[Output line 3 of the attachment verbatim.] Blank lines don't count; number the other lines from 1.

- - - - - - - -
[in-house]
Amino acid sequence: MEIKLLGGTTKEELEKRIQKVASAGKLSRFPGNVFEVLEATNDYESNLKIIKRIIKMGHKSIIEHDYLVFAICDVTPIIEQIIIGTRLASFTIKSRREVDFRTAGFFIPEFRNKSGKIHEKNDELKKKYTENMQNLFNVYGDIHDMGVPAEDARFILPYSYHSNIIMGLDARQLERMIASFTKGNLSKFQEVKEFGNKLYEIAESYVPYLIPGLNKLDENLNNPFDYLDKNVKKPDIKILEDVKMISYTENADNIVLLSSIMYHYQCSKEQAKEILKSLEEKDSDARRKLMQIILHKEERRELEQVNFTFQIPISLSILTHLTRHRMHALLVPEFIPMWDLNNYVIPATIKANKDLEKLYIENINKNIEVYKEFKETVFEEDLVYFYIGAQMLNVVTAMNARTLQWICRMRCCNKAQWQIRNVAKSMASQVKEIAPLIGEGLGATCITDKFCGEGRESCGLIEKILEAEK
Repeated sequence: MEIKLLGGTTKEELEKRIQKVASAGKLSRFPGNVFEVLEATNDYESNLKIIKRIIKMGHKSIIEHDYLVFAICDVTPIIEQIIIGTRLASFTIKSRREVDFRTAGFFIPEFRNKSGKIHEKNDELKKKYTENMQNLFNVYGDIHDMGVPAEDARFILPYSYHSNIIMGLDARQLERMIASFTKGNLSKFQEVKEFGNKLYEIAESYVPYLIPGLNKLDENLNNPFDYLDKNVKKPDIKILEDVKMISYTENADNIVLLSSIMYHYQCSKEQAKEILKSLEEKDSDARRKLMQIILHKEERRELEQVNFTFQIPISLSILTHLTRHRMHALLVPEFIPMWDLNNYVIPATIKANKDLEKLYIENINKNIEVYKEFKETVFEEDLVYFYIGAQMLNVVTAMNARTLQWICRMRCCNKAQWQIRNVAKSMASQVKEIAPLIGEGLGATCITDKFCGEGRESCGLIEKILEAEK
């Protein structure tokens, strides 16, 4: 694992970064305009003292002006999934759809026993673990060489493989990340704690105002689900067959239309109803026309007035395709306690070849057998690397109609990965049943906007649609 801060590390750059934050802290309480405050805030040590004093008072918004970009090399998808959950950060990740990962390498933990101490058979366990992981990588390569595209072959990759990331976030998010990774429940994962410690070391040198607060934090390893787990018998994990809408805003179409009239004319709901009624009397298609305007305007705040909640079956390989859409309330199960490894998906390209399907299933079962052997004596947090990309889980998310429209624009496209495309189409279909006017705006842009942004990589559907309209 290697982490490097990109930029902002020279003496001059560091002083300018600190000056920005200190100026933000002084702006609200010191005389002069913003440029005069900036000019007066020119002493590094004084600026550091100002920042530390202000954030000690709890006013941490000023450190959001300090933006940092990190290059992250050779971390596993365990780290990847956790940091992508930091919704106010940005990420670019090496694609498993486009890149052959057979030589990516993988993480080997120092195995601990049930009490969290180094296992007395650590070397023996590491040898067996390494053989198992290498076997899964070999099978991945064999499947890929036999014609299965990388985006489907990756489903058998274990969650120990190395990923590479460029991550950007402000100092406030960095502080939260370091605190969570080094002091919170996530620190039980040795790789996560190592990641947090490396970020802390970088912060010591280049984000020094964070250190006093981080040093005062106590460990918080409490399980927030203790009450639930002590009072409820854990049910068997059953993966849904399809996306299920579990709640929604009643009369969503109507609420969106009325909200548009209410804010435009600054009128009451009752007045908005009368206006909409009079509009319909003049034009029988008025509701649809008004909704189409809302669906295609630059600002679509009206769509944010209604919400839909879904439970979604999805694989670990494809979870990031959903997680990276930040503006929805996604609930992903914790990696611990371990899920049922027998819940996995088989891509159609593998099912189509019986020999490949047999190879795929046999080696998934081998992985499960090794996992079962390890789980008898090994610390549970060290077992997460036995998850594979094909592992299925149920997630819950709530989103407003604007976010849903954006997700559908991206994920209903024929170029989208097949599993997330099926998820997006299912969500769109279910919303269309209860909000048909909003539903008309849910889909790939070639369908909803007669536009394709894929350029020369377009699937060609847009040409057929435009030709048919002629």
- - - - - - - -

Repeated sequence: MEIKLLGGTTKEELEKRIQKVASAGKLSRFPGNVFEVLEATNDYESNLKIIKRIIKMGHKSIIEHDYLVFAICDVTPIIEQIIIGTRLASFTIKSRREVDFRTAGFFIPEFRNKSGKIHEKNDELKKKYTENMQNLFNVYGDIHDMGVPAEDARFILPYSYHSNIIMGLDARQLERMIASFTKGNLSKFQEVKEFGNKLYEIAESYVPYLIPGLNKLDENLNNPFDYLDKNVKKPDIKILEDVKMISYTENADNIVLLSSIMYHYQCSKEQAKEILKSLEEKDSDARRKLMQIILHKEERRELEQVNFTFQIPISLSILTHLTRHRMHALLVPEFIPMWDLNNYVIPATIKANKDLEKLYIENINKNIEVYKEFKETVFEEDLVYFYIGAQMLNVVTAMNARTLQWICRMRCCNKAQWQIRNVAKSMASQVKEIAPLIGEGLGATCITDKFCGEGRESCGLIEKILEAEK